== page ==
You tune into a cable network and peruse the roster: a reality show about a child beauty queen, a pop-culture review and a canine-makeover series.
So what's surprising about this lowbrow lineup?
That it doesn't belong to TLC or Oxygen but to Logo, Viacom's LGBT-focused cable channel, which until this year featured gays and lesbians at the heart of its programming. Among others programs on Logo that are either green-lit or in development, "Eden Wood's World," which focuses on the 6-year-old "Toddlers & Tiaras" alum's transformation into a singer and actress; "Scandalicious," a trashy countdown show; and "Design My Dog" have fueled controversy among gay-media purists. The fear is that Logo could undervalue or ignore its LGBT identity by pursuing a programming model that attracts more mainstream viewers and advertisers.
Beyond the debate over whether LGBT media has a social responsibility to its core audience, the move raises larger questions about whether niche content for gays has enough profit potential for media companies and whether catering to audiences' gay identity is still the best way for marketers to reach this demographic.
In short, has gay become too mainstream for its own media?
Logo is piped into 48 million homes nationwide through cable, satellite and telco providers, but its network-wide ratings are too low for Nielsen to report. Its No. 1 show, "RuPaul's Drag Race," on Monday nights, recently drew 481,000 viewers for its fourth season premiere—a series record. Compare that with the season premiere of gay-friendly Bravo's top-rated series, "The Real Housewives of Atlanta," which aired the night before the "Drag Race" premiere and drew 3.9 million eyeballs, according to Nielsen.
Logo won't share its network-wide ratings, but the average 2011 ratings for TLC and Bravo (which many believe is the destination Logo's new content is charted toward) stand at 995,000 and 804,000, respectively.
Lisa Sherman, Logo's exec VP-general manager, said building a slate of shows that are not specifically about gay people isn't a move to attract a wider audience.
"The truth is, we're doing it to grow our gay base," Ms. Sherman said. "We do agree that we will be bringing in more gay viewers as well as their friends and allies, but we've always been about focusing on our core audience. We need to show them programming that speaks to their interests and sensibilities if we're going to stay relevant to them."
This spring, Logo will release the results of an audience study it conducted with Starcom MediaVest Group that the network says helped inform its content shift. Early data points showed that more than half of gay viewers don't consider showcasing their orientation a priority, and only 30% said they preferred living and socializing in exclusively gay communities.
"Keeping gay people ghettoized is an old idea," Ms. Sherman said.
The shift isn't exclusive to TV. It's familiar to all media companies that have recognized a glass ceiling in catering to a gay audience -- and acted accordingly.
In 2011, less than a year after launching the wide-reaching gay social network Fabulis, founders Jason Goldberg and Bradford Shellhammer faced an unexpected dilemma: Their great idea, which was to build the ultimate Facebook/Yelp/Groupon/TripAdvisor for LGBTs, wasn't gaining traction.
"We built a beautiful and amazing website, and no one used it," Mr. Shellhammer said. "The reality is, gay people don't live in a bubble. What we consume and do with our lives is just like everyone else. We thought gay people needed a place to rate their hotels and find the hottest bars, but in reality, they are already doing that on Facebook."
Fabulis drew 50,000 users in its first three months, and doubled that number in the next five months. Mr. Goldberg posted on his blog that the founders realized that the site would never pass even the $10 million revenue mark, far below what its early investors had signed up for. So, last March, Fabulis (which by then had shortened its name to Fab) dropped the gay angle altogether to focus instead on daily design deals.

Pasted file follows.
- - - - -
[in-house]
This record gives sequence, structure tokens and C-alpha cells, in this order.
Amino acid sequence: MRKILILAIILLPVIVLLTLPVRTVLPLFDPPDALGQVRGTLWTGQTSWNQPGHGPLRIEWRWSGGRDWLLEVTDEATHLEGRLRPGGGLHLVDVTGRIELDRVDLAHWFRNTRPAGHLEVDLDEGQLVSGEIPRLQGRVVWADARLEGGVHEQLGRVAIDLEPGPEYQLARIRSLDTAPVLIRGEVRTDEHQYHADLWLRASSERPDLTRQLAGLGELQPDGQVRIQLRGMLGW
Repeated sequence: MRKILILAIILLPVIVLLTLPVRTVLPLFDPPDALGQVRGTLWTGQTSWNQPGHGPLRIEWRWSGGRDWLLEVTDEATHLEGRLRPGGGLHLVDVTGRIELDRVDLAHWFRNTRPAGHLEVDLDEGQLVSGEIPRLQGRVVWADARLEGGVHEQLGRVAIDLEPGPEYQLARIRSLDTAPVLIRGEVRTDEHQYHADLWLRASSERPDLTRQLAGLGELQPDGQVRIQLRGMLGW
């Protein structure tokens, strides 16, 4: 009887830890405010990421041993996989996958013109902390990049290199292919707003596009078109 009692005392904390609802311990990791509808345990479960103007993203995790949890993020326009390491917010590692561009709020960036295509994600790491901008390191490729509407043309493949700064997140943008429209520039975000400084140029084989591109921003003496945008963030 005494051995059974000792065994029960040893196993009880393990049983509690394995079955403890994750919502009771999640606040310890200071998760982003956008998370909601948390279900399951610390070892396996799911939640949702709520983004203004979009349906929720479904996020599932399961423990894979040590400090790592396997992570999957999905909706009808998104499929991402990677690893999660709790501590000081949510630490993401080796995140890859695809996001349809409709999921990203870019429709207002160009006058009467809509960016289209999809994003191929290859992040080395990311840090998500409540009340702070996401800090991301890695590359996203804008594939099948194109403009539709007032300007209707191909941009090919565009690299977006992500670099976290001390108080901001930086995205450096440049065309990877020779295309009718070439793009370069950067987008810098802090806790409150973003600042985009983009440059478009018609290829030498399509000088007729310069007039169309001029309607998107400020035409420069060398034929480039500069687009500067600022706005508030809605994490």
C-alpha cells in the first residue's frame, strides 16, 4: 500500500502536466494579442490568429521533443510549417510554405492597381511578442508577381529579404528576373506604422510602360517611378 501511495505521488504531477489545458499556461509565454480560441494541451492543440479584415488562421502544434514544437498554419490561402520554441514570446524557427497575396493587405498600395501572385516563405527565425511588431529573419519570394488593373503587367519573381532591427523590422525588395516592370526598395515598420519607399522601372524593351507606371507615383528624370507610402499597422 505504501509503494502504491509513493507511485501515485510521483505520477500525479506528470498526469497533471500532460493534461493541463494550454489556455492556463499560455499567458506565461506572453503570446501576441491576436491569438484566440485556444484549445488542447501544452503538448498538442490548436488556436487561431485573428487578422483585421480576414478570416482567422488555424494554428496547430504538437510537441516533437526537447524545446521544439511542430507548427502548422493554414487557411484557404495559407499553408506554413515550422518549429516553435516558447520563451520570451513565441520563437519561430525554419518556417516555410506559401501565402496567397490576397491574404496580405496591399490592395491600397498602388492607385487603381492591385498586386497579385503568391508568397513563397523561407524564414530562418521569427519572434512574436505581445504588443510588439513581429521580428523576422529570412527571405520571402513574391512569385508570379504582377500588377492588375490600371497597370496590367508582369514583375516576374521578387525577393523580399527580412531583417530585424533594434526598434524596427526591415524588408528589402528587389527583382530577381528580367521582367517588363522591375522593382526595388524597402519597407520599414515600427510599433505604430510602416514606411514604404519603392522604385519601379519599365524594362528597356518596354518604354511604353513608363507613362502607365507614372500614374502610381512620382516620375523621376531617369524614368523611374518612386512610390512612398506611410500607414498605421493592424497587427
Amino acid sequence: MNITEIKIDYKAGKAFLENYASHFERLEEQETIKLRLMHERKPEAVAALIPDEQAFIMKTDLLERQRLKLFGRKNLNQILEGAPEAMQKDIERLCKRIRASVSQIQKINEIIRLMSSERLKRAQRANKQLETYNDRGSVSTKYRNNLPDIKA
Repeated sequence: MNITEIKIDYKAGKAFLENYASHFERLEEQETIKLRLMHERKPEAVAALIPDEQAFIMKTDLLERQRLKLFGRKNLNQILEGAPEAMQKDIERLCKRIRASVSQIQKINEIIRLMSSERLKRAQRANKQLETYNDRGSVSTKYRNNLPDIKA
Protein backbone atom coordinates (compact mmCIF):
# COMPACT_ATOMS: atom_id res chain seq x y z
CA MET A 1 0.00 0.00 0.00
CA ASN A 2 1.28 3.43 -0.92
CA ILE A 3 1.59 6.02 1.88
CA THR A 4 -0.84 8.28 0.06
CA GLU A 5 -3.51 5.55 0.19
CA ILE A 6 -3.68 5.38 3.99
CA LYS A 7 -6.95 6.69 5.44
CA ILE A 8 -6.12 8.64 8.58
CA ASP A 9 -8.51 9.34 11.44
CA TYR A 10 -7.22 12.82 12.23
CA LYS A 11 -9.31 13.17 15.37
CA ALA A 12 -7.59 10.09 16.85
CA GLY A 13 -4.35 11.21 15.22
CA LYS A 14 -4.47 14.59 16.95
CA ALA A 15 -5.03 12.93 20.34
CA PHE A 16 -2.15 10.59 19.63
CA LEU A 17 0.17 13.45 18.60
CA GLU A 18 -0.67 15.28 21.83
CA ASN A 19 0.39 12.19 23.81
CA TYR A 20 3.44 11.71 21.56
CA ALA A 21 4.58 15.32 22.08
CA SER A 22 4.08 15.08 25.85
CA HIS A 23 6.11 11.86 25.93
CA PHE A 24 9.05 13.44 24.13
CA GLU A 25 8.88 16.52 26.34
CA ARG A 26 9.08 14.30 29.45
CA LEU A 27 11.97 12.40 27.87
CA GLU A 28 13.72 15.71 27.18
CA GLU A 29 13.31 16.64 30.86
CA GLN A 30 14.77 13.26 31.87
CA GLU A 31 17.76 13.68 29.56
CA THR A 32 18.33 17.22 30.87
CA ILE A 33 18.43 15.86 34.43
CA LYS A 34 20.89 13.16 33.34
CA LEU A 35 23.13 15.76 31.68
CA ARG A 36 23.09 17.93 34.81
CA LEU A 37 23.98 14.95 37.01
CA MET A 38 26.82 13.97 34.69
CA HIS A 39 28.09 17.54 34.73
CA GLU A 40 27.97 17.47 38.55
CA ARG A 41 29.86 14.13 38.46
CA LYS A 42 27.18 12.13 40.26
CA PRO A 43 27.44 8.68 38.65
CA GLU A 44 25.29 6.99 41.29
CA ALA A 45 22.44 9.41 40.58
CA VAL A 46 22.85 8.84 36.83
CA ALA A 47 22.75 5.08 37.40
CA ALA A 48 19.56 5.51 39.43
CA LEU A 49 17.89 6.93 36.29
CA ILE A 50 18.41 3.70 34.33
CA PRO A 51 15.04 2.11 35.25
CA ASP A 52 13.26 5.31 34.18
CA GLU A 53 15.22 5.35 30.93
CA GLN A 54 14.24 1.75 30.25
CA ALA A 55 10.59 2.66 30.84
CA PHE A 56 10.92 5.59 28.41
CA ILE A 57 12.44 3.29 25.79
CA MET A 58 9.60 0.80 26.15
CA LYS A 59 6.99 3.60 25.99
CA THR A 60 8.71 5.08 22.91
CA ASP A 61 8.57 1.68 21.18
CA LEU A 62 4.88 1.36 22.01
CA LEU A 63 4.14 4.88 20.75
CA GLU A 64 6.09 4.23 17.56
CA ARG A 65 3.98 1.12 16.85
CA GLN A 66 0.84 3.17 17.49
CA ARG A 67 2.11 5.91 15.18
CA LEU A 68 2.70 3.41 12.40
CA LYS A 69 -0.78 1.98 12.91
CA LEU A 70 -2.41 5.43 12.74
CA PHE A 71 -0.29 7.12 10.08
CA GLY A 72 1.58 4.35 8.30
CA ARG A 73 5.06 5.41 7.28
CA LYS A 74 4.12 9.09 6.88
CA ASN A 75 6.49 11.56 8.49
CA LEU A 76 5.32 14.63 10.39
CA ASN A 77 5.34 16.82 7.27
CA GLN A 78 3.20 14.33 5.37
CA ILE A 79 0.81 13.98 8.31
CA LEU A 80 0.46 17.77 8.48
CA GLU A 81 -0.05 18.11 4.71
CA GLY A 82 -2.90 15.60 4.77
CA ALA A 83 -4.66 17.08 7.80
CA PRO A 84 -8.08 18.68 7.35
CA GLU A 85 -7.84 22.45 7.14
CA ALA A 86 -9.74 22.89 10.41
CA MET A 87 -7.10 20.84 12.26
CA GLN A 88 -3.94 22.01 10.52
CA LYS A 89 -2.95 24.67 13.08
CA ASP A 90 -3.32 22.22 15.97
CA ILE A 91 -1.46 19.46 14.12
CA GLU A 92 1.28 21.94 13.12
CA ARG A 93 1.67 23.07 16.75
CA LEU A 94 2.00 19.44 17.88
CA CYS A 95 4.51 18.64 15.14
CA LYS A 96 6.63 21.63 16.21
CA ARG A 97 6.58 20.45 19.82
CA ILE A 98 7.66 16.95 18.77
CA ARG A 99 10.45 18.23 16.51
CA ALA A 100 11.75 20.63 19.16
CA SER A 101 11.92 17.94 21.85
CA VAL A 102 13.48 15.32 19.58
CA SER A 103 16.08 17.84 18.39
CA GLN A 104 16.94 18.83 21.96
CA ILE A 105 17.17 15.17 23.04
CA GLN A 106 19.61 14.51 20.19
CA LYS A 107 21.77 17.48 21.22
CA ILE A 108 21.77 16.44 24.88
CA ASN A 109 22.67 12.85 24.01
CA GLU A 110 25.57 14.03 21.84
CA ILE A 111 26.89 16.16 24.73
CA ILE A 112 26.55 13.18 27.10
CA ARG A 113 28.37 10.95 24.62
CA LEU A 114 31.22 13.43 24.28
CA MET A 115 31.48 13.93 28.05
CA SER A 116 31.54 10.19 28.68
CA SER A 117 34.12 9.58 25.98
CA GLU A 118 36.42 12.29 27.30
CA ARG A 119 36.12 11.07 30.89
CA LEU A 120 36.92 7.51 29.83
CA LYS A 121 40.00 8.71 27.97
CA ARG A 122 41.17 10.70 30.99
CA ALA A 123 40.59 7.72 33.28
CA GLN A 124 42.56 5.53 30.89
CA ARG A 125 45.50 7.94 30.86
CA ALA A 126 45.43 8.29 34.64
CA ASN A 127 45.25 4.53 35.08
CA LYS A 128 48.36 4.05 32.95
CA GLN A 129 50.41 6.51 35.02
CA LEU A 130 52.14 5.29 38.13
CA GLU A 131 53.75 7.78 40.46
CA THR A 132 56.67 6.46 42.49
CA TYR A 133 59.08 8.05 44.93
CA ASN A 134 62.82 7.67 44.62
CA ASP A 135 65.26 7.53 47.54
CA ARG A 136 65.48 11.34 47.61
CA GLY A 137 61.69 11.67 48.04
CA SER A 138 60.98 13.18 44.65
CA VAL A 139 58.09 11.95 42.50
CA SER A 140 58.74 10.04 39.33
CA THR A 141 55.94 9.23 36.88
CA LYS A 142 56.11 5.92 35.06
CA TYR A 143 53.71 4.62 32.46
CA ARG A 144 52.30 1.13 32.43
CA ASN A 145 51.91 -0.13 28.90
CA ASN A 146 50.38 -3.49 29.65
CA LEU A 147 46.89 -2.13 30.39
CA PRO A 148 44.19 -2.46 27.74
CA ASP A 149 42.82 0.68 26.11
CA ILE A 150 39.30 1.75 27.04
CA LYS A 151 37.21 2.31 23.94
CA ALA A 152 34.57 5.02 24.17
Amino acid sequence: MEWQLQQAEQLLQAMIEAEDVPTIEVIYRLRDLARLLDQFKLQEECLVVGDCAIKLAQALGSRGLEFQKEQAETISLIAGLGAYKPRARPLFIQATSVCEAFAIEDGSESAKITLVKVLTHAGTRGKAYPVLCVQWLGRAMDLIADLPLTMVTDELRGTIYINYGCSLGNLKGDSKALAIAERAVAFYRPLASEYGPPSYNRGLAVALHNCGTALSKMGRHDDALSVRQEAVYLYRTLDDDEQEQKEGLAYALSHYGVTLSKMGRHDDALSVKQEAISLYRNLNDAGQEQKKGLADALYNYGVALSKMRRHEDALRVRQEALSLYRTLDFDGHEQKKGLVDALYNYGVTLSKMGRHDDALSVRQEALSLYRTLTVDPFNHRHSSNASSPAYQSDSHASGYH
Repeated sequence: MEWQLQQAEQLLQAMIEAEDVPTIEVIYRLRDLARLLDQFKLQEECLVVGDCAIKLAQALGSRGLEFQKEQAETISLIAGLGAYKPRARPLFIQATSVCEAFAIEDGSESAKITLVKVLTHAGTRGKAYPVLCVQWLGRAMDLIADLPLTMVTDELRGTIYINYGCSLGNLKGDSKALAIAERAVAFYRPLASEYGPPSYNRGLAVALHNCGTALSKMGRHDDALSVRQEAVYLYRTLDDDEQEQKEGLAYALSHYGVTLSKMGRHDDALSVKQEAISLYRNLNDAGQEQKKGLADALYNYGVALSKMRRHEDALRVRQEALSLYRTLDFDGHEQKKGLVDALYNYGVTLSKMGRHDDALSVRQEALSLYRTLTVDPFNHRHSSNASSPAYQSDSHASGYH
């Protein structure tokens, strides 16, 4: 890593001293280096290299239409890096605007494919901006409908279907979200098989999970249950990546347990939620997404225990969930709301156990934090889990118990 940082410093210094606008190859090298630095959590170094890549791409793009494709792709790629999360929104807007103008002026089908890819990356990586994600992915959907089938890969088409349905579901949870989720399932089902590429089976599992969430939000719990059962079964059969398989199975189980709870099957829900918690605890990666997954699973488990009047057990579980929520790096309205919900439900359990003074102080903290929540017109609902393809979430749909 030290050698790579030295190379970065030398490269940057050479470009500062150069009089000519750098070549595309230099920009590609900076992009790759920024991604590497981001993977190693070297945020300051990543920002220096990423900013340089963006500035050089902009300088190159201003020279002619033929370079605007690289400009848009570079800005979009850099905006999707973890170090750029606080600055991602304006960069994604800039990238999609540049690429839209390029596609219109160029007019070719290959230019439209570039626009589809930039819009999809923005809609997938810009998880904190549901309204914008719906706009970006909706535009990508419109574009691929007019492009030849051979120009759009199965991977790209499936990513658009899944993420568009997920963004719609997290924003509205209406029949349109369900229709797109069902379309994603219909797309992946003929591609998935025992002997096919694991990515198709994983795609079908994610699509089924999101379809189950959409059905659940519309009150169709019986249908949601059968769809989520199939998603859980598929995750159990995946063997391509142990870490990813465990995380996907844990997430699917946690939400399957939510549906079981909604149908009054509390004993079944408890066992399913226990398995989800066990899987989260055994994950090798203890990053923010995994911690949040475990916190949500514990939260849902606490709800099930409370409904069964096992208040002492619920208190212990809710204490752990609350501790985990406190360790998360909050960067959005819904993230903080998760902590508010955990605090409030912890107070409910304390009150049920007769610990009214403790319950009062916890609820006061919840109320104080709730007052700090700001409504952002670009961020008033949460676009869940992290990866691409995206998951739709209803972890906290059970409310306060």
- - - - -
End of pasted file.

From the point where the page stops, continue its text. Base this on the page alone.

The pivot has paid off massively. The company has grown to 200 employees from 10, with 2.5 million worldwide users, and says it is on track to make $100 million in revenue this year. It has attracted attention from venture-capital firms, and even deep-pocketed celebrities like Ashton Kutcher and Guy Oseary. Ad Age gave Fab a Media Vanguard Award last fall.
Despite the business' mounting success, Mr. Shellhammer insisted that the revamp "was absolutely not a financial decision.
"We could have carried on, trying to make it work, but we're not stupid guys," he said. "Gay people just didn't need [Fabulis], because this generation didn't want to live separately."
Though gay print is struggling with serving an evolving gay audience, this past year bore some good news. The 2011 Gay Press Report, conducted annually by LGBT ad agency Prime Access and media-placement firm Rivendell Media, showed that advertisers spent more than $307 million in gay print media last year. The overwhelming bulk of that -- 97% -- went to local publications, with bars and restaurants, nonmedical services and retail marketers spending the most. More than 68% of these ads were gay-specific (explicitly referencing gay people as their target).
"I hear all the time about the death of gay print media, and nothing is further from the truth," said Todd Evans, president-CEO of Rivendell, which has been compiling the Gay Press Report for 15 years. On the whole, he said, national gay-media outlets are having a tougher time staying relevant to gay readers.
"It used to be that you needed The Advocate to know what's going on in gay politics," Mr. Evans said. "Today, you have the internet and even The New York Times."
The political and social goals that initially spurred many gay-media companies were eroded by the profit motive, Mr. Evans said. "It used to be, every [company] had a dollar and a dream. But gay media grew, and then suddenly it became about the business. They toned down content to get national advertisers and then lost readership."
Last fall, Logo shut down one of its gay-focused news blogs, 365gay.com, signaling the network's departure from the news-media business. "There are other [news outlets] that can do that better than we can," Ms. Sherman said. Though Logo still operates popular gay-entertainment blogs, including AfterElton.com and AfterEllen.com, Ms. Sherman said it had no plans to alter their content—though the coverage may become "more broadly gay-centric" along with the rest of the network, she added.